This is Part One of a three-part series; check back soon for Part Two and Three as we dive deeper into how AIX application development is evolving, and how organizations will incorporate AIX into their cloud strategy.
While cloud-native applications often grab a lion’s share of headlines in the tech world, the data center-native applications that many “modern” applications heavily rely on still play an incredibly important role in nearly every industry. Skytap is keenly focused on helping bring the benefits of the cloud to traditional application architectures, and today we’re honing in on the mature operating system that runs many of world’s largest businesses: AIX.
We recently took advantage of our close partnership with IBM to discuss the AIX operating system, and the role AIX, the UNIX operating system for Power Systems, continues to play in the enterprise. We interviewed internal IBM AIX experts to learn about the mission critical applications enterprises run on AIX, why enterprises continue to trust AIX with their most critical workloads, and how modern cloud strategy will begin to incorporate traditional, on-premises AIX applications.
Enterprises Trust AIX for Mission Critical Workloads
In a recent IDC worldwide quarterly server tracker, IDC measured the current UNIX server market at being worth over $5 billion, with AIX taking about a 58% share.
These numbers make sense when you examine Power Systems usage by industry. In fact, the majority of Fortune 500 companies run their most demanding mission-critical workloads on AIX. Consider the following statistics:
- 10 out of the world’s top 10 banks run on Power
- 10 out of the world’s top 10 telecommunication companies run on Power
- 8 out of the top 10 retailers run on Power
- 8 out of the top 10 insurers run on Power
What accounts for this dependency on AIX and Power Systems? As IBM’s AIX Offering Manager puts it:
“Our AIX customers trust us. I can’t tell you how many customers I go to visit who tell me how reliable and solid their environment has been, and how their colleagues over on the x86 side are constantly having to deal with failures, outages, and other issues in their environments.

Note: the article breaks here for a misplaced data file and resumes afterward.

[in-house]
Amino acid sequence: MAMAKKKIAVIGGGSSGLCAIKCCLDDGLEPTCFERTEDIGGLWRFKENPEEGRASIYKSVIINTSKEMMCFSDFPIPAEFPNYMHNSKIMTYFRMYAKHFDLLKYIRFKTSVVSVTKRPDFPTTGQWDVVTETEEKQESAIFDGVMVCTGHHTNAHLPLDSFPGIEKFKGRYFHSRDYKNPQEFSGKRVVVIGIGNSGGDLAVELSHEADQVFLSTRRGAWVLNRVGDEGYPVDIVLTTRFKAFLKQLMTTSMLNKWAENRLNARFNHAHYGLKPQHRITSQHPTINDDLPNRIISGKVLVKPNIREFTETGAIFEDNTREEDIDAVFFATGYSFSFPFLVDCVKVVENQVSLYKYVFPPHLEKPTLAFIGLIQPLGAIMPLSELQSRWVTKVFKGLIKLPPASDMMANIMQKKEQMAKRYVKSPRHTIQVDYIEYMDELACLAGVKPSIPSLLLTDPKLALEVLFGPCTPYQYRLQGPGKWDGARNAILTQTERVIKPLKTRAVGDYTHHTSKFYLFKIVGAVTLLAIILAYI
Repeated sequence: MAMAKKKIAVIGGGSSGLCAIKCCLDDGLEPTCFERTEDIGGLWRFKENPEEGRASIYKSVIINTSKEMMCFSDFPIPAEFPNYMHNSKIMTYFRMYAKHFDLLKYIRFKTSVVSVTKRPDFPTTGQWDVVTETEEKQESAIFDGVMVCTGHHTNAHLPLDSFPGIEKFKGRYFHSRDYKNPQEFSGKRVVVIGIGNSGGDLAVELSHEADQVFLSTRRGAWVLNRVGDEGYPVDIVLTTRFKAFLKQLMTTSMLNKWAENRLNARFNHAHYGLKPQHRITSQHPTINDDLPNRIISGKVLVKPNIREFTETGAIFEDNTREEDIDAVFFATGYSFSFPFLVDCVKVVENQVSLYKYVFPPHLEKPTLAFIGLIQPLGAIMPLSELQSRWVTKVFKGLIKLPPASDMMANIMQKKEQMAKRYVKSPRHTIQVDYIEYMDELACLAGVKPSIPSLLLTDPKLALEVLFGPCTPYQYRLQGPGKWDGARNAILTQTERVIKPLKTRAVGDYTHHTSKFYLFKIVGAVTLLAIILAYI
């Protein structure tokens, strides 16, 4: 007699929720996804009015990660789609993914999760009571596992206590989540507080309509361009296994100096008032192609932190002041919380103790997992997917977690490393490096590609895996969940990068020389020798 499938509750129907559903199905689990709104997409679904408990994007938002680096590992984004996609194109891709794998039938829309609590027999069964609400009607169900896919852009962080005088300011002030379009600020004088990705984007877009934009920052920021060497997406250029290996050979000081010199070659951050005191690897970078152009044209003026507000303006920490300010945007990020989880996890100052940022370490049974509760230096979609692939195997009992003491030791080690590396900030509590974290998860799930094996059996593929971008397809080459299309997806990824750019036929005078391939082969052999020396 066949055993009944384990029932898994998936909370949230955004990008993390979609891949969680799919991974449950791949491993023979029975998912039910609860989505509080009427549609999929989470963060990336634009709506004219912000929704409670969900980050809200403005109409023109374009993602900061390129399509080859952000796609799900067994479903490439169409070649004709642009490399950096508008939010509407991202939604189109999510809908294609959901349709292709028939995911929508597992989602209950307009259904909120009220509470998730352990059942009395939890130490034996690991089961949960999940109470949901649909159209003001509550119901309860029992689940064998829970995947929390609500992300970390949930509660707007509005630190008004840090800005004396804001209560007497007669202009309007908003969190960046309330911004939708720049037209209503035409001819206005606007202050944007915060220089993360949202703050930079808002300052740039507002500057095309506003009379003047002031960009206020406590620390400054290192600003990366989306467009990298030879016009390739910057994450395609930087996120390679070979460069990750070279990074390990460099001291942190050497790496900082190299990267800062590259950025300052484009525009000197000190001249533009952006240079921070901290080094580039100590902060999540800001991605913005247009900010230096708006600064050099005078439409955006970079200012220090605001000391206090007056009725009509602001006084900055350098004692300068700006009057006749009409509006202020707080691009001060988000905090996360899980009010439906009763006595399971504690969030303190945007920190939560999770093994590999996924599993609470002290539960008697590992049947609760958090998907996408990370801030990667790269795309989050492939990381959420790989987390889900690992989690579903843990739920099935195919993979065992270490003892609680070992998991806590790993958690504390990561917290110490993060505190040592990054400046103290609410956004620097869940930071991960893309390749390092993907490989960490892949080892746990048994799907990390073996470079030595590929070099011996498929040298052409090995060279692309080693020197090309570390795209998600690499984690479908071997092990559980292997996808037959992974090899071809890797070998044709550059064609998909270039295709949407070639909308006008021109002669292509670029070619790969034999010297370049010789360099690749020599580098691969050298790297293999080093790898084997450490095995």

When you couple that with high availability and more performance per core than x86—which means reduced software licensing cost, and our strong security record—it’s a pretty powerful combination for somebody trying to run mission-critical business processing for their organization.”
When it comes to industries like healthcare, federal government, and global financial institutions—these enterprises need this level of performance and dependability to run their most critical applications like databases and ERP systems. These are applications that simply cannot go down; the potential for catastrophic results is simply too high, and because so, they must run on the most secure and reliable OS and infrastructure available. AIX continues to offer that to IBM’s customers.
While cloud technologies may be changing the software industry in dramatic fashion, AIX and IBM Power Systems are certainly here to stay for the foreseeable future.
How data is influencing IBM AIX usage
A November 2016 survey conducted by HelpSystems, revealed that 60 percent of polled AIX users planned to either maintain or increase their AIX footprint. The growing importance of big data—and the sheer amount of data coming onto customers’ platforms is one of the factors driving these continued and increased investments. IBM CEO Ginni Rometty’s describes big data as the “world’s natural resource for the next century,” and as data continues to grow, the ability to gain insights into how to perform better in the future will make the value of that data increase exponentially. Many organizations looking to collect vast amounts of data—and then use it to their competitive business advantage—are relying on AIX and Power Systems to provide them with that ability.
How will AIX fit into enterprise cloud strategy?
Cloud migration is accelerating in all industries—though no two cloud journeys are alike. While AIX and Power Systems will continue to serve as a reliable platform, enterprises can derive significant benefits from leveraging those systems in a cloud computing model.
IBM recognizes this and is looking to make AIX more cloud-friendly through feature upgrades, integrating with OpenStack management, and supporting cloud solutions that easily migrate AIX into cloud environments.
Skytap helps enterprises with data center dependencies accelerate their cloud strategies, and we see several opportunities for enterprises to derive benefits from moving AIX to the cloud, including accelerating application delivery cycles of AIX and AIX-dependent applications. In the coming series, we’ll dive deeper into this topic by unpacking the current challenges associated with developing AIX applications on-premises. We’ll also introduce a solution that bridges the gap between AIX in the data center and AIX in the cloud.
This was Part One of our three-part series. Look for Part Two soon, where we’ll examine stories from real enterprises who are looking to deliver AIX applications using cloud solutions.